The scale of the fighting in South East Turkey/North Kurdistan has allowed lawyers to argue successfully in the Belgian courts that the PKK should not be described as a terrorist organisation. International law awards the state the monopoly of violence, but, in recognition of anti-colonial struggles, it does make an exception when resistance reaches the scale of a civil war. Then, those resisting are no longer regarded as criminals but as a party in a non-international armed conflict, subject to the laws of war. However, terrorist listings tend to be guided by political considerations rather than legal ones.
The Kurdish areas of Turkey are heavily “securitised” and full of military bases, but oppression is also carried out through the police and the deeply-politicised judiciary. The big HDP show-trial is currently on hold during lockdown, but will start up again once lockdown is lifted. Last week, 255 people were detained for attempting to demonstrate on May Day in Istanbul’s Taksim Square, in defiance of a ban; and lawyers challenged new regulations that would criminalise people who film the police.
On World Press Freedom Day – 3 May – the Journalists Union reported that, last year, 274 journalists were put on trial in Turkey, and 43 are currently in prison. A prisoner from Sincan Women’s prison in Ankara told of the continued mistreatment of political prisoners. Covid hygiene measures have been abandoned and the staff take no precautions. Books they are sent are not delivered, and, apart from basic food, they are expected to buy everything they need, but are now being forbidden to buy things on behalf of fellow prisoners who have no money. Other political prisoners reported on the callous mistreatment of those with health problems, who are being kept in handcuffs all day or refused essential treatment. After a former PKK fighter died (in suspicious circumstances) in Hewlêr, his family were told that they could only have his body if they handed over his eight-month-pregnant wife, who had also been in the PKK. These negotiations were carried out by the KDP on behalf of the Turkish secret services, and the expectant mother is now in Turkish custody in Mardin.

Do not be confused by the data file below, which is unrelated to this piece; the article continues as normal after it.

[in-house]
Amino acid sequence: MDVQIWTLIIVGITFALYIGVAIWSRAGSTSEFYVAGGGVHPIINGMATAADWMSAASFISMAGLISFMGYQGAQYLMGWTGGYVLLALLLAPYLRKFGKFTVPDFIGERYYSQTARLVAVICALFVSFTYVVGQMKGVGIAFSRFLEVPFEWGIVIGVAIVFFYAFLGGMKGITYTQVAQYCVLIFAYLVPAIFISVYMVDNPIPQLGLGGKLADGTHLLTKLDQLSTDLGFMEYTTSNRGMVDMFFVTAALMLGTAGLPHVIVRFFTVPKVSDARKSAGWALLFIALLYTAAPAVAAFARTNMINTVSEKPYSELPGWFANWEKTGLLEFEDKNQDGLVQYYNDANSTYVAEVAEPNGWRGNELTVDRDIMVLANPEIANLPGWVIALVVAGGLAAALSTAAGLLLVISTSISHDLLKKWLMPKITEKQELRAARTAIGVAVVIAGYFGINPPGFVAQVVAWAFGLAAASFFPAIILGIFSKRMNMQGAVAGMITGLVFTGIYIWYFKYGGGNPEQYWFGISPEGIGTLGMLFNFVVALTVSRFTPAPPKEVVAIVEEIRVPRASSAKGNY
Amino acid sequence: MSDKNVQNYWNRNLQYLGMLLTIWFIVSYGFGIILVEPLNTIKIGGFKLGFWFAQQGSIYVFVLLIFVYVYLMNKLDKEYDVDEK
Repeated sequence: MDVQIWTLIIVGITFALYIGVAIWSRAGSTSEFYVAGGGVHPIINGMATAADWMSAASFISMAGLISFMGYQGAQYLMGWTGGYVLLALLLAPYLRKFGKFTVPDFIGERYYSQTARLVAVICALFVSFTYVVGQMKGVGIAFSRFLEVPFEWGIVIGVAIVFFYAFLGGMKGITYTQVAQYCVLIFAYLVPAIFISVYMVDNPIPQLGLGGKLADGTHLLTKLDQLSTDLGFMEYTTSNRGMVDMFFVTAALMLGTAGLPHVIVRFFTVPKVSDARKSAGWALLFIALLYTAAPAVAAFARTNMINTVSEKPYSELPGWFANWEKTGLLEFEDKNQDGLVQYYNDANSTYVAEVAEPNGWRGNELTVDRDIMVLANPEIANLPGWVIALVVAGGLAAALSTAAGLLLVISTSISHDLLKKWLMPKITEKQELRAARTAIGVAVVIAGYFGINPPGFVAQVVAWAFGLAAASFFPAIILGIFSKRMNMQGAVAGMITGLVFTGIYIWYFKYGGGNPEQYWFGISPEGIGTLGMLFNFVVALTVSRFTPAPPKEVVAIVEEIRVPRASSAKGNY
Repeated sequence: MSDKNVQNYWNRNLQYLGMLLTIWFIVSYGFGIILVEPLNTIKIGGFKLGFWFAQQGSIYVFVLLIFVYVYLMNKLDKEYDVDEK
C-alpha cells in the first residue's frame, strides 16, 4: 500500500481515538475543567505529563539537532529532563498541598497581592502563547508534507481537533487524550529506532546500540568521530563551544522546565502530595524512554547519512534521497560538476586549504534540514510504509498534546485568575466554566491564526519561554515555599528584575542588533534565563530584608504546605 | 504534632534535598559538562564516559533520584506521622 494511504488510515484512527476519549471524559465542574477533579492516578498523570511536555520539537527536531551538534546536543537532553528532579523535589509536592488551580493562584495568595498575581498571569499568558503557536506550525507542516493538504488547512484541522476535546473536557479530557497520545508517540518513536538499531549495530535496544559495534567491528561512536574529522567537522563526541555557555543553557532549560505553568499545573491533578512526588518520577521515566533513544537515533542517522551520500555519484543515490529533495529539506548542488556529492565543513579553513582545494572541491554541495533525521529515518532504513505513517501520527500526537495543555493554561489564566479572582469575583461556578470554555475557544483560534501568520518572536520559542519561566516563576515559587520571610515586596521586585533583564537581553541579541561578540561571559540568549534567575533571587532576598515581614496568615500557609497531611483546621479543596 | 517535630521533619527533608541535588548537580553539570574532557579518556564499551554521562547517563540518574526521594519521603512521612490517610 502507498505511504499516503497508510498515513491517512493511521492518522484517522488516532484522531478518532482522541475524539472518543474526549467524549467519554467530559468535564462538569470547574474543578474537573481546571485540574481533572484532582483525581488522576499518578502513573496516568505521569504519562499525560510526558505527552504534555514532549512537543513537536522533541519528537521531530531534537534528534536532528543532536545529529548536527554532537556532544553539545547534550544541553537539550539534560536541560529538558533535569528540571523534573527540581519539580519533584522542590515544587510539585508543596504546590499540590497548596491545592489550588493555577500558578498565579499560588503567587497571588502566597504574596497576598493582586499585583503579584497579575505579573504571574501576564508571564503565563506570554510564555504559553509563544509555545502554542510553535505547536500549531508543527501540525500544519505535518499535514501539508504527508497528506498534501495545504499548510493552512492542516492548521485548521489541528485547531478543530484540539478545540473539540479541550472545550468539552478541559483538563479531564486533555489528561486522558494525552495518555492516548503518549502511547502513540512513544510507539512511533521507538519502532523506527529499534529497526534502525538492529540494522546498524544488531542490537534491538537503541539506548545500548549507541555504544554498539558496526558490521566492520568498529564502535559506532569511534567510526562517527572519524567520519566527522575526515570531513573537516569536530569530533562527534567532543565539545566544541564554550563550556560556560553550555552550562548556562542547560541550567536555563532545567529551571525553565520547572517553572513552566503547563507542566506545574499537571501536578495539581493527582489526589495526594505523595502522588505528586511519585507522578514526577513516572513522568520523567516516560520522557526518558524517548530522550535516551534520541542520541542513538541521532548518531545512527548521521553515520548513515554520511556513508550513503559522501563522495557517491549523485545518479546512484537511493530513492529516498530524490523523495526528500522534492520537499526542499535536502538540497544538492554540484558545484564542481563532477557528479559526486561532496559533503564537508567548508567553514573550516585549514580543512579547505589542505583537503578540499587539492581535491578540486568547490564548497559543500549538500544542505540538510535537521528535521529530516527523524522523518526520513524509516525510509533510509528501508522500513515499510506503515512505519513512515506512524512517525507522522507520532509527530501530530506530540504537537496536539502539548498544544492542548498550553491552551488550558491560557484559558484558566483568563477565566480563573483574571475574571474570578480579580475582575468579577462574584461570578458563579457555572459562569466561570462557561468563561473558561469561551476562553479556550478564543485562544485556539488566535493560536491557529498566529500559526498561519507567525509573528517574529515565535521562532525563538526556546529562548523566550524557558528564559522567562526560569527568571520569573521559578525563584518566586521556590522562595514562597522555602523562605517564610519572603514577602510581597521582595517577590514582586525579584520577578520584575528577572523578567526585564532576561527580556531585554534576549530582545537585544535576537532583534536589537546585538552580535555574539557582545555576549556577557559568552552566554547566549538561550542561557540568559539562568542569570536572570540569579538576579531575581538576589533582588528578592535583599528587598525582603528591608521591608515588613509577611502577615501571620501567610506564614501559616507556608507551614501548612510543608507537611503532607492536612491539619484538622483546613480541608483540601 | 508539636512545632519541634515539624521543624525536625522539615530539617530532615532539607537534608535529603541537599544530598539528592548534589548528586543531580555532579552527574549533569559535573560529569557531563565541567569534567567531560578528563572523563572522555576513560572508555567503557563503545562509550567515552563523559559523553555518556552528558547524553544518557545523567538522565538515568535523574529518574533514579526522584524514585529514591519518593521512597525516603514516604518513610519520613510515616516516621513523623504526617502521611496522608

Also, as in every other week, Abdullah Öcalan’s lawyers have applied to visit their client, in the full knowledge that their application will be refused; and political prisoners have continued their rotating hunger strike to demand an end to Öcalan’s isolation and also better prison conditions for everyone. This hunger strike is now on day 163.
In Syria, the Turkish occupation has involved both widespread ethnic cleansing and Turkification, as well violent mafia-rule by the various jihadi gangs that Turkey has used as mercenaries. Turkey continues to make life hard for the people of the Autonomous Administration of North and East Syria through low level military attacks and by deliberately holding back water from the Euphrates. Water levels are now drastically low. There is lack of water for agriculture, and hydroelectric dams are working at a fraction of their normal capacity, resulting in power rationing. This in turn affects industry and has also put impossible pressure on gas consumption. In cutting the water flow to North and East Syria, Turkey is not only breaking its 1987 agreement with the Syrian government (which has finally a protest and call for international action) but is also breaking international law by depriving the civilian population of an essential resource.
All these different areas of violence and heartache are consequences of the same imperial campaign for a greater, and increasingly mono-ethnic, Turkey. For Turkey, the biggest obstacle to their neo-Ottoman dream is the Kurds. Conversely, for all those who are concerned at the rise of this increasingly fascist power, it is the Kurds who offer hope of puncturing its expansion and helping to usher in a fairer more peaceful alternative.